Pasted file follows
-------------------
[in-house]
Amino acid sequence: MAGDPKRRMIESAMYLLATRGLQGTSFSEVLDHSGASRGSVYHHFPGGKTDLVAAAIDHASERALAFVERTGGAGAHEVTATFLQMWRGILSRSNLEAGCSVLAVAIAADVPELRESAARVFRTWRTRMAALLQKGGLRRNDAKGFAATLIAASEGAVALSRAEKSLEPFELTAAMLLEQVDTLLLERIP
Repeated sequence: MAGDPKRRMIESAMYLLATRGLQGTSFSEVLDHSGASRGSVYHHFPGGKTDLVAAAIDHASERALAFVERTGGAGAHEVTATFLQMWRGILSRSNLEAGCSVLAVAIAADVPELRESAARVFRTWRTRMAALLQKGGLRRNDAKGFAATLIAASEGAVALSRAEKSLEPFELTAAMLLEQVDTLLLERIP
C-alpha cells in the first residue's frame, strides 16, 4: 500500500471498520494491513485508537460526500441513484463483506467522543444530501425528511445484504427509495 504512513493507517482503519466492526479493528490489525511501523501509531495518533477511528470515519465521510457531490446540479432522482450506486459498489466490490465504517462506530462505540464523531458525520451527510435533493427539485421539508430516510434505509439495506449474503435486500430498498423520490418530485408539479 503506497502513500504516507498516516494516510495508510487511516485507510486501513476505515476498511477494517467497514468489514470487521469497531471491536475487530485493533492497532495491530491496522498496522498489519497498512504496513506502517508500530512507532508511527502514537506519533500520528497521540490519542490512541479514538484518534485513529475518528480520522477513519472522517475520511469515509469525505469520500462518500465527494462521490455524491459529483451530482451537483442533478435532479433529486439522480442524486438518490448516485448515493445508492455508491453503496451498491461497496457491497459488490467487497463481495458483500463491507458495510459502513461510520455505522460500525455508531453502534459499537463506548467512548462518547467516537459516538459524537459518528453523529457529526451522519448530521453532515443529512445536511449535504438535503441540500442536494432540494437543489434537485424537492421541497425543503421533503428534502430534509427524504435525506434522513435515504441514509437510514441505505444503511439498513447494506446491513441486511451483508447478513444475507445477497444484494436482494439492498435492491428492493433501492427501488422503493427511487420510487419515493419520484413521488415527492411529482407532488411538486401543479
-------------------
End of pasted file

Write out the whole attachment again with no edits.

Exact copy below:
[in-house]
Amino acid sequence: MAGDPKRRMIESAMYLLATRGLQGTSFSEVLDHSGASRGSVYHHFPGGKTDLVAAAIDHASERALAFVERTGGAGAHEVTATFLQMWRGILSRSNLEAGCSVLAVAIAADVPELRESAARVFRTWRTRMAALLQKGGLRRNDAKGFAATLIAASEGAVALSRAEKSLEPFELTAAMLLEQVDTLLLERIP
Repeated sequence: MAGDPKRRMIESAMYLLATRGLQGTSFSEVLDHSGASRGSVYHHFPGGKTDLVAAAIDHASERALAFVERTGGAGAHEVTATFLQMWRGILSRSNLEAGCSVLAVAIAADVPELRESAARVFRTWRTRMAALLQKGGLRRNDAKGFAATLIAASEGAVALSRAEKSLEPFELTAAMLLEQVDTLLLERIP
C-alpha cells in the first residue's frame, strides 16, 4: 500500500471498520494491513485508537460526500441513484463483506467522543444530501425528511445484504427509495 504512513493507517482503519466492526479493528490489525511501523501509531495518533477511528470515519465521510457531490446540479432522482450506486459498489466490490465504517462506530462505540464523531458525520451527510435533493427539485421539508430516510434505509439495506449474503435486500430498498423520490418530485408539479 503506497502513500504516507498516516494516510495508510487511516485507510486501513476505515476498511477494517467497514468489514470487521469497531471491536475487530485493533492497532495491530491496522498496522498489519497498512504496513506502517508500530512507532508511527502514537506519533500520528497521540490519542490512541479514538484518534485513529475518528480520522477513519472522517475520511469515509469525505469520500462518500465527494462521490455524491459529483451530482451537483442533478435532479433529486439522480442524486438518490448516485448515493445508492455508491453503496451498491461497496457491497459488490467487497463481495458483500463491507458495510459502513461510520455505522460500525455508531453502534459499537463506548467512548462518547467516537459516538459524537459518528453523529457529526451522519448530521453532515443529512445536511449535504438535503441540500442536494432540494437543489434537485424537492421541497425543503421533503428534502430534509427524504435525506434522513435515504441514509437510514441505505444503511439498513447494506446491513441486511451483508447478513444475507445477497444484494436482494439492498435492491428492493433501492427501488422503493427511487420510487419515493419520484413521488415527492411529482407532488411538486401543479